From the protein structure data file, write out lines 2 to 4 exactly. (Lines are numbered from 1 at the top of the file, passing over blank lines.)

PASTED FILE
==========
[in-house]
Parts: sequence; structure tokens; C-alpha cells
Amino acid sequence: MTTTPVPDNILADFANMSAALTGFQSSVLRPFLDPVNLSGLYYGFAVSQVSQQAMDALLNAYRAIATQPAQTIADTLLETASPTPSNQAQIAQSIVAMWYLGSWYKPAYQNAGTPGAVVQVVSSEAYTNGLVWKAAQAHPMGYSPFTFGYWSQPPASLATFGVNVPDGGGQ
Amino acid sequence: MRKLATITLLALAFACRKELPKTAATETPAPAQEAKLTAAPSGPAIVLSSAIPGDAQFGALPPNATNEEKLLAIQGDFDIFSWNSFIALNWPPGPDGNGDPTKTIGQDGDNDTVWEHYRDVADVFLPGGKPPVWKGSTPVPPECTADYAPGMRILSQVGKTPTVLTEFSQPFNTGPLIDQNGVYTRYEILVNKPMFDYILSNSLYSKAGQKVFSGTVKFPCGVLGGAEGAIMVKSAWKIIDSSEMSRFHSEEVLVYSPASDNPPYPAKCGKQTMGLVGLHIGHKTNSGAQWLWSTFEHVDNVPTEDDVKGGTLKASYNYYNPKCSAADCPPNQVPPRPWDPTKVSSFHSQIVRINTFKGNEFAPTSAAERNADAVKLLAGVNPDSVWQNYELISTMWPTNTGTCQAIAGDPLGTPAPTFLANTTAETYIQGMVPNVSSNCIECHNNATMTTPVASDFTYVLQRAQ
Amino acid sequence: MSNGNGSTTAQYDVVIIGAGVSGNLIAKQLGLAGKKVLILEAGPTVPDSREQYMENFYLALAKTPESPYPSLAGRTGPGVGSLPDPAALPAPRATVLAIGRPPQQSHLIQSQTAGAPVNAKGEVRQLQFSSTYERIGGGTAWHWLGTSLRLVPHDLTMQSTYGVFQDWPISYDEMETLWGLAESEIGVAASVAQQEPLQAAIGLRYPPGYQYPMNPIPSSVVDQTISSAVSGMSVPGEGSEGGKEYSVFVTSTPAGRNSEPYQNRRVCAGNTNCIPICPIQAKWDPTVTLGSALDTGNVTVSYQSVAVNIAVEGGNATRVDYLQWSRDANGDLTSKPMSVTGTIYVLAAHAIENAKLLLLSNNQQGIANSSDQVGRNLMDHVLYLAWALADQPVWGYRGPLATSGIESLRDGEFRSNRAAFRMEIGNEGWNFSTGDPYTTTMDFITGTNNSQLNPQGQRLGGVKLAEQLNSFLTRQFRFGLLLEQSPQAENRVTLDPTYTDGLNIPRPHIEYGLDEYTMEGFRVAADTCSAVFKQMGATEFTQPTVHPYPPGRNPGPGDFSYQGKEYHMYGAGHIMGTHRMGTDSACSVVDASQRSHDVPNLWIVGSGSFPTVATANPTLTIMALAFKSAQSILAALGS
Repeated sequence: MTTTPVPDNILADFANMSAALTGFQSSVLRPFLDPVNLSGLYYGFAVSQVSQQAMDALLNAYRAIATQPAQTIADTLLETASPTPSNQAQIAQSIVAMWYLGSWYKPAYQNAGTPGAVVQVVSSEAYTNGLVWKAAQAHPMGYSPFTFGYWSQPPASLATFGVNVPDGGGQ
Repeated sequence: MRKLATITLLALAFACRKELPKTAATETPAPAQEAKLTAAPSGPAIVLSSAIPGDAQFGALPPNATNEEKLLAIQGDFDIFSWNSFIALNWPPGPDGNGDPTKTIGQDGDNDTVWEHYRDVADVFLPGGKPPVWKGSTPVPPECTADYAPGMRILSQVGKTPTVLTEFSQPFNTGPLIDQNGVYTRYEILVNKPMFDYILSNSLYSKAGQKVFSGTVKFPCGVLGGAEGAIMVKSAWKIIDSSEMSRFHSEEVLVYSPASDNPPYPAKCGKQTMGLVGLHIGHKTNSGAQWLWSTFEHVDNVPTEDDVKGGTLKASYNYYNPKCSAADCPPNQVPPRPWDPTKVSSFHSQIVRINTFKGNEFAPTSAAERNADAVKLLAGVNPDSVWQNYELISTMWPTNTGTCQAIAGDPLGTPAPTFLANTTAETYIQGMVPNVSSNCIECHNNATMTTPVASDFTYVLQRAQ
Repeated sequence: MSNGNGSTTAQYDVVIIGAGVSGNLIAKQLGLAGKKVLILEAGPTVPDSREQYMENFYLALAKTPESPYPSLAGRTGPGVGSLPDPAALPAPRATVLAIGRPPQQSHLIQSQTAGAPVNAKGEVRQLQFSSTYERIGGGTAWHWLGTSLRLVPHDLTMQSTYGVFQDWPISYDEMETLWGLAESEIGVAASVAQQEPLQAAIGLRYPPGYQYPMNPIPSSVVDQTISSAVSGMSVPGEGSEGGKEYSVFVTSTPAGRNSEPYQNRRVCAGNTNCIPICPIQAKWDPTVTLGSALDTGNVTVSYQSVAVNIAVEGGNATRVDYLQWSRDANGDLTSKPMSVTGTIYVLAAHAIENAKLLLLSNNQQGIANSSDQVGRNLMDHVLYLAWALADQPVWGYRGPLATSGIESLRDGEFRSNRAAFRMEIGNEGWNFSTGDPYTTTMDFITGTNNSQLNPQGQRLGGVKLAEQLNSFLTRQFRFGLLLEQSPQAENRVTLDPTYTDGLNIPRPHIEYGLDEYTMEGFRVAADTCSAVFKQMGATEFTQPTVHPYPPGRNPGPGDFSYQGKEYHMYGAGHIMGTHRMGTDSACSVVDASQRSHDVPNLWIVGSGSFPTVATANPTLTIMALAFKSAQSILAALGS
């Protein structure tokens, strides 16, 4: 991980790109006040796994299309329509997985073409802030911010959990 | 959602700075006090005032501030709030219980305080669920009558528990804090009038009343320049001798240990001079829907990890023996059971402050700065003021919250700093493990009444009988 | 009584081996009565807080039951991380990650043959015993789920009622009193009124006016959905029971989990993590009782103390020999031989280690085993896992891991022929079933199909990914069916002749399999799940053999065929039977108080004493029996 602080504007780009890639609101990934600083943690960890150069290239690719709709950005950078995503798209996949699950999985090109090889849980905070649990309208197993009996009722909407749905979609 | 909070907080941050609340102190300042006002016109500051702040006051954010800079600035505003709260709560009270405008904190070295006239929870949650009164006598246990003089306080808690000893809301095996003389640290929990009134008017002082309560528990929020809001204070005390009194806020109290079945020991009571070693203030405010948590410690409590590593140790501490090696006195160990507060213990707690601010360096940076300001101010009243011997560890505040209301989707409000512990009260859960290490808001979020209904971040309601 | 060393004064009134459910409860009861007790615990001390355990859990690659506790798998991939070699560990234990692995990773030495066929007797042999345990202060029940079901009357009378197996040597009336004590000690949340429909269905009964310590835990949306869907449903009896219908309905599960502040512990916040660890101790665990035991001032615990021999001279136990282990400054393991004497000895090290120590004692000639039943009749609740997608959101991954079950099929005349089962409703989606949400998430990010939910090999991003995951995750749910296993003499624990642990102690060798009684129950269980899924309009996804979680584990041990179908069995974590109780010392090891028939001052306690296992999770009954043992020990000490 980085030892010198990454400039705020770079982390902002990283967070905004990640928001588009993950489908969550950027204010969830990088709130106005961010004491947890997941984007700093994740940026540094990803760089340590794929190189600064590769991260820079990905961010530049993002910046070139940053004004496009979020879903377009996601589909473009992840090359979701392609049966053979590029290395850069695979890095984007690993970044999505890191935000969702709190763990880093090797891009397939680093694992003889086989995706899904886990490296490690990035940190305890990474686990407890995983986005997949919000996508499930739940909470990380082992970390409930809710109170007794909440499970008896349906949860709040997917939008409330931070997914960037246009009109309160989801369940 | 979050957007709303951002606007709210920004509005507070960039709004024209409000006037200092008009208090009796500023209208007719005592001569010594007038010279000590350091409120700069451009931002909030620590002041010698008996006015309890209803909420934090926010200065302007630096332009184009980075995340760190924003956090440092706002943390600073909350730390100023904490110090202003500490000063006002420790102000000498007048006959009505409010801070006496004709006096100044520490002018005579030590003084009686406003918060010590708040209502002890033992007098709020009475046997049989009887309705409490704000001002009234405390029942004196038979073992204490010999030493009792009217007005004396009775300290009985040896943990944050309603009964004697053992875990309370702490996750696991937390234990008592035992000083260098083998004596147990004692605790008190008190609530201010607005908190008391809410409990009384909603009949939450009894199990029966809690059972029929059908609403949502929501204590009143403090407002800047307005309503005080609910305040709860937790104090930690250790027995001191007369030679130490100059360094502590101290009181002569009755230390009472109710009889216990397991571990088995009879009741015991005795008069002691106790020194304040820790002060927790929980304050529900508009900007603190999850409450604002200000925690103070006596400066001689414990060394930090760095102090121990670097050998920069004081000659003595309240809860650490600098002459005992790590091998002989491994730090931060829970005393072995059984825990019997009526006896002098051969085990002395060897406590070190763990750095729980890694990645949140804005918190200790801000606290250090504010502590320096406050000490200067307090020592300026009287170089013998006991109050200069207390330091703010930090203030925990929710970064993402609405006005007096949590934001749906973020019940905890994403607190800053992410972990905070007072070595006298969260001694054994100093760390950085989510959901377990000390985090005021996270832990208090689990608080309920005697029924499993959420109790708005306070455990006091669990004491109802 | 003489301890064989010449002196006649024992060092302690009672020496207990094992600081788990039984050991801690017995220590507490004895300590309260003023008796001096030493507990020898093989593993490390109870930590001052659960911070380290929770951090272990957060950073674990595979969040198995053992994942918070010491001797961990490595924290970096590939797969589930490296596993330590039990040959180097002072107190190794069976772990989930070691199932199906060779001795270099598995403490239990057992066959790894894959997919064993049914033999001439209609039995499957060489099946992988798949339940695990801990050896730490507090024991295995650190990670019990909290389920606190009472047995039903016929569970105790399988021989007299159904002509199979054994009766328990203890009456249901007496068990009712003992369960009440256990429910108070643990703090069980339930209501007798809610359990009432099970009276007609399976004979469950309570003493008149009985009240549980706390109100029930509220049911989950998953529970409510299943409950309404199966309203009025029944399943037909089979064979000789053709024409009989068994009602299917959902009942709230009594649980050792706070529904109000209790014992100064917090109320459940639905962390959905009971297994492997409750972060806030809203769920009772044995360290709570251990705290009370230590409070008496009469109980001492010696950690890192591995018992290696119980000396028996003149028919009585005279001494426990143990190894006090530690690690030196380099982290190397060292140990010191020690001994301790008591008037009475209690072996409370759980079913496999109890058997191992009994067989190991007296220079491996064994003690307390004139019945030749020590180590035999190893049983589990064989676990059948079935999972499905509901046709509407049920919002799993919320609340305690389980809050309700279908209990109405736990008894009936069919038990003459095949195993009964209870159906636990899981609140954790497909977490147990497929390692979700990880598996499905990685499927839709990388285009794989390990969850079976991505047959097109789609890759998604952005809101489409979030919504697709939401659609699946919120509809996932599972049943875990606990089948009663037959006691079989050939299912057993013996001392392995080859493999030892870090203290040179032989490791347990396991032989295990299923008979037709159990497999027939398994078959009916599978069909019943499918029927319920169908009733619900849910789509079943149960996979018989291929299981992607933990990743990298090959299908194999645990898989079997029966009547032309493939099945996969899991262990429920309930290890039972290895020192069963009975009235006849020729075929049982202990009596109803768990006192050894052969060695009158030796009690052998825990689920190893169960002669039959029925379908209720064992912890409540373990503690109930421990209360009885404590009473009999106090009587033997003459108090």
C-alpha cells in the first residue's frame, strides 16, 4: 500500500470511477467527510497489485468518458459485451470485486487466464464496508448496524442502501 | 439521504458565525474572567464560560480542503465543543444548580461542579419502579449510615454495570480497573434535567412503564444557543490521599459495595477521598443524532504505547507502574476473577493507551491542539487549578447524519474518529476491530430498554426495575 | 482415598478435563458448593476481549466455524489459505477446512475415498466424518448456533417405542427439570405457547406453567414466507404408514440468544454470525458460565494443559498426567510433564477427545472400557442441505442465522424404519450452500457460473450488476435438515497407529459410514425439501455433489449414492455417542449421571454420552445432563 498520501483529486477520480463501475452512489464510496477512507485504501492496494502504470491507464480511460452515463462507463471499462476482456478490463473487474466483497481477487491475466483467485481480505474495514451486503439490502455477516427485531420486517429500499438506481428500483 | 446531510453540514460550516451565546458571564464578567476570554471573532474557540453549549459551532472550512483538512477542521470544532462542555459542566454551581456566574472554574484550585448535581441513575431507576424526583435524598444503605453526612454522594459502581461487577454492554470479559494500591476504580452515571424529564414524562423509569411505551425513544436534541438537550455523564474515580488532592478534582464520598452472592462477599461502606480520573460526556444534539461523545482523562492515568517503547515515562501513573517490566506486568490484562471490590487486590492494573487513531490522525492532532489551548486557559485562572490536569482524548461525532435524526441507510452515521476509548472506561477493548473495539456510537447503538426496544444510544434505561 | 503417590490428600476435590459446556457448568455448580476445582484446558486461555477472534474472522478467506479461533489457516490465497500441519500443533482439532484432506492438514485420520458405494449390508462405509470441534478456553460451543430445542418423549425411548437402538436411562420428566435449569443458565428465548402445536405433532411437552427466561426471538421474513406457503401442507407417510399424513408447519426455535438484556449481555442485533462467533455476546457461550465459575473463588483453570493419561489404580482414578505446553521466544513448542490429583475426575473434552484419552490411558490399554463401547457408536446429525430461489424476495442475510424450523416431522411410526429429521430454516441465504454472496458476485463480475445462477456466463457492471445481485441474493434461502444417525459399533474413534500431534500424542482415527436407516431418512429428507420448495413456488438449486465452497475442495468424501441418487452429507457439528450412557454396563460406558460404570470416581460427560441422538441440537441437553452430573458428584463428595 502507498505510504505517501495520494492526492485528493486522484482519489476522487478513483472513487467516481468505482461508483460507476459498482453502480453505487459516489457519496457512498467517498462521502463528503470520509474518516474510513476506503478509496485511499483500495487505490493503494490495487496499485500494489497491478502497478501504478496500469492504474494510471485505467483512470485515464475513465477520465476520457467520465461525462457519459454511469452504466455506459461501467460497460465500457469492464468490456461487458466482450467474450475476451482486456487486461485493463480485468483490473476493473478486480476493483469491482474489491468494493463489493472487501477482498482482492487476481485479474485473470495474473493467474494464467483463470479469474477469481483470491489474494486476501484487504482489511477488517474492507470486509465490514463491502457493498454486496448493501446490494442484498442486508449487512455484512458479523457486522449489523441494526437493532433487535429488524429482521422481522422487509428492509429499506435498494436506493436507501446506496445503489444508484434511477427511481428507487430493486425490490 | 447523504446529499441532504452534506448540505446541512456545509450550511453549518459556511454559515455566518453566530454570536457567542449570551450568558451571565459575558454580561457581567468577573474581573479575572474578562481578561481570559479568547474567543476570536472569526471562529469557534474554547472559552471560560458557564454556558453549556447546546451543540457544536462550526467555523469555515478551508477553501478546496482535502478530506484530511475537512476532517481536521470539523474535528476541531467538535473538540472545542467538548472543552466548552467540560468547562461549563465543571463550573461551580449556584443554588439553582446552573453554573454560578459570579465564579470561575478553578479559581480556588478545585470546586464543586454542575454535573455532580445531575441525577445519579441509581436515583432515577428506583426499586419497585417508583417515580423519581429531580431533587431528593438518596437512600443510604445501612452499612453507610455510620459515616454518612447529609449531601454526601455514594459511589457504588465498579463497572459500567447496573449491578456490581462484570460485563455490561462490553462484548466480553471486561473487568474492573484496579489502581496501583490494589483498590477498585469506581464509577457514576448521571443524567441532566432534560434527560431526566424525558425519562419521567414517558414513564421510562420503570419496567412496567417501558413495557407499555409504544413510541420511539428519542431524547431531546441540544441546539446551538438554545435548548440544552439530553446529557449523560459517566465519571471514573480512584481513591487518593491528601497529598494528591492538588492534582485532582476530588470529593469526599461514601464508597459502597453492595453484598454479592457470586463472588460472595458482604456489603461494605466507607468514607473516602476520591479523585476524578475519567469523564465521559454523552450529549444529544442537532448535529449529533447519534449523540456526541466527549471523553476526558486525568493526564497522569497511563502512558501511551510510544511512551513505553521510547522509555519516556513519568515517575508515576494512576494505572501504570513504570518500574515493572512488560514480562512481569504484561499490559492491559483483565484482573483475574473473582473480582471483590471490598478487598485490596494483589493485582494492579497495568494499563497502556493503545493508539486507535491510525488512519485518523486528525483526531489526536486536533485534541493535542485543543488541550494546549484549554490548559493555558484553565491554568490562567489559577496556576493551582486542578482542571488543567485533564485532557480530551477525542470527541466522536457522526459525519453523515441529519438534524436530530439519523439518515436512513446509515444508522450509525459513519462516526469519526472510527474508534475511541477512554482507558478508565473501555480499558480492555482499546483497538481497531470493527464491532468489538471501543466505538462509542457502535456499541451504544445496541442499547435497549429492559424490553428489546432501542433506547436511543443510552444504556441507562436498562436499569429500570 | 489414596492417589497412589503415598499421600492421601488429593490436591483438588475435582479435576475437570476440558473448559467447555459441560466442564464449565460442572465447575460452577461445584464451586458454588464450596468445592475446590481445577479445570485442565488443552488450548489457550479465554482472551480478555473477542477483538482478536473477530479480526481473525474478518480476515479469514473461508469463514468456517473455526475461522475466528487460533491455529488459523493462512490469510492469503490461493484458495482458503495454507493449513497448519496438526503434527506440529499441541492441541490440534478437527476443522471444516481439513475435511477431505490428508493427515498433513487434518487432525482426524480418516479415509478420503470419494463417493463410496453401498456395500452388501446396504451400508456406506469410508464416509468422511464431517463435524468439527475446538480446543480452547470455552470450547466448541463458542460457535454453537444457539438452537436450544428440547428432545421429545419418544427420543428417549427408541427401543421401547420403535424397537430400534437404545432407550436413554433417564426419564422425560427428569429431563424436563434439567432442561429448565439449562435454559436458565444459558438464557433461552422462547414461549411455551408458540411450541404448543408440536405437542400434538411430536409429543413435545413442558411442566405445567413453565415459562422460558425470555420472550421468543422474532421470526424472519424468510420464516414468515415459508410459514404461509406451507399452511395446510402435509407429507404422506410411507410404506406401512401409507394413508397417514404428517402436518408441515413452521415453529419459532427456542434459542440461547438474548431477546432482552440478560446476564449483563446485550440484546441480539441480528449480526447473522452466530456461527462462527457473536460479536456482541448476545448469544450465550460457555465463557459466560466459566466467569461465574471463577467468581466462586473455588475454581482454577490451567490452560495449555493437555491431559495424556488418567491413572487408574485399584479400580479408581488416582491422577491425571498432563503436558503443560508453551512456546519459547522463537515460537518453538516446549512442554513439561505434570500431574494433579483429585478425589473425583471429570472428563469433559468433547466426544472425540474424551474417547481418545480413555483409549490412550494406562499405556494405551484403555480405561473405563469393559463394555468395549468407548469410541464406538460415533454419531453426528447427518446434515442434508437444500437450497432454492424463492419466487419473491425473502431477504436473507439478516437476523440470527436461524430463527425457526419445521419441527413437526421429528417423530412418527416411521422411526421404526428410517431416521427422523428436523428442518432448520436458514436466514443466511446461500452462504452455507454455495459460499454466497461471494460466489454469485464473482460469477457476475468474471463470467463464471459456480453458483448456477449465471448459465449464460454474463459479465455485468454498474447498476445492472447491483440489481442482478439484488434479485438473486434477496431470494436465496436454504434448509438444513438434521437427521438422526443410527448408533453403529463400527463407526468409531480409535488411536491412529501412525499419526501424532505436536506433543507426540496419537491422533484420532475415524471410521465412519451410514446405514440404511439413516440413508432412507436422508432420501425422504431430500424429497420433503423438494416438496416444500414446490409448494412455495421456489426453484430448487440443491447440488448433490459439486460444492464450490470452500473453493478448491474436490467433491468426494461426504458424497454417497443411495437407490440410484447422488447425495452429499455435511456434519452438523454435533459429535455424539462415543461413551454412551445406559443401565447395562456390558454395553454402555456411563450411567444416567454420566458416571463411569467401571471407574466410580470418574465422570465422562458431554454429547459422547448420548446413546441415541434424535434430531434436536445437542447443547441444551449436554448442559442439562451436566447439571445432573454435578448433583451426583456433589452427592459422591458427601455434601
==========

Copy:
Parts: sequence; structure tokens; C-alpha cells
Amino acid sequence: MTTTPVPDNILADFANMSAALTGFQSSVLRPFLDPVNLSGLYYGFAVSQVSQQAMDALLNAYRAIATQPAQTIADTLLETASPTPSNQAQIAQSIVAMWYLGSWYKPAYQNAGTPGAVVQVVSSEAYTNGLVWKAAQAHPMGYSPFTFGYWSQPPASLATFGVNVPDGGGQ
Amino acid sequence: MRKLATITLLALAFACRKELPKTAATETPAPAQEAKLTAAPSGPAIVLSSAIPGDAQFGALPPNATNEEKLLAIQGDFDIFSWNSFIALNWPPGPDGNGDPTKTIGQDGDNDTVWEHYRDVADVFLPGGKPPVWKGSTPVPPECTADYAPGMRILSQVGKTPTVLTEFSQPFNTGPLIDQNGVYTRYEILVNKPMFDYILSNSLYSKAGQKVFSGTVKFPCGVLGGAEGAIMVKSAWKIIDSSEMSRFHSEEVLVYSPASDNPPYPAKCGKQTMGLVGLHIGHKTNSGAQWLWSTFEHVDNVPTEDDVKGGTLKASYNYYNPKCSAADCPPNQVPPRPWDPTKVSSFHSQIVRINTFKGNEFAPTSAAERNADAVKLLAGVNPDSVWQNYELISTMWPTNTGTCQAIAGDPLGTPAPTFLANTTAETYIQGMVPNVSSNCIECHNNATMTTPVASDFTYVLQRAQ